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News Release 225 of 955

September 9, 2009 11:00 AM (EDT)

News Release Number: STScI-2009-25

Hubble Opens New Eyes on the Universe

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Image: Butterfly Emerges from Stellar Demise in Planetary Nebula NGC 6302

Butterfly Emerges from Stellar Demise in Planetary Nebula NGC 6302STScI-PRC2009-25a

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ABOUT THIS IMAGE:

This celestial object looks like a delicate butterfly. But it is far from serene.

What resemble dainty butterfly wings are actually roiling cauldrons of gas heated to more than 36,000 degrees Fahrenheit. The gas is tearing across space at more than 600,000 miles an hour—fast enough to travel from Earth to the Moon in 24 minutes!

A dying star that was once about five times the mass of the Sun is at the center of this fury. It has ejected its envelope of gases and is now unleashing a stream of ultraviolet radiation that is making the cast-off material glow. This object is an example of a planetary nebula, so-named because many of them have a round appearance resembling that of a planet when viewed through a small telescope.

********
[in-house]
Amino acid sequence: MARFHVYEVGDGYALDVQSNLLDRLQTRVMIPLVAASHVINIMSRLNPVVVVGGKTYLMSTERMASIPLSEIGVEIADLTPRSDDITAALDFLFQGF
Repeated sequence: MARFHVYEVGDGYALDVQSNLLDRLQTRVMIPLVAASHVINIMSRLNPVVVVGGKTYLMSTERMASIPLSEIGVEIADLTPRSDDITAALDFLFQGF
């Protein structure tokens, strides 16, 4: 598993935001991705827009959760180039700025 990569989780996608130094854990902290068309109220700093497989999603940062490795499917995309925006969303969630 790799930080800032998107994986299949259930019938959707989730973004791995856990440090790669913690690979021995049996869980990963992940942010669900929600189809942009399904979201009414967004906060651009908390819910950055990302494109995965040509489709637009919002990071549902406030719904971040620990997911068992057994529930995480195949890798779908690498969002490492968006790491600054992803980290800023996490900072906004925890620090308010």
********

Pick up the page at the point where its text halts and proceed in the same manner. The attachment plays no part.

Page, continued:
The Wide Field Camera 3 (WFC3), a new camera aboard NASA's Hubble Space Telescope, snapped this image of the planetary nebula, catalogued as NGC 6302, but more popularly called the Bug Nebula or the Butterfly Nebula. WFC3 was installed by NASA astronauts in May 2009, during the servicing mission to upgrade and repair the 19-year-old Hubble telescope.

NGC 6302 lies within our Milky Way galaxy, roughly 3,800 light-years away in the constellation Scorpius. The glowing gas is the star's outer layers, expelled over about 2,200 years. The "butterfly" stretches for more than two light-years, which is about half the distance from the Sun to the nearest star, Alpha Centauri.

The central star itself cannot be seen, because it is hidden within a doughnut-shaped ring of dust, which appears as a dark band pinching the nebula in the center. The thick dust belt constricts the star's outflow, creating the classic "bipolar" or hourglass shape displayed by some planetary nebulae.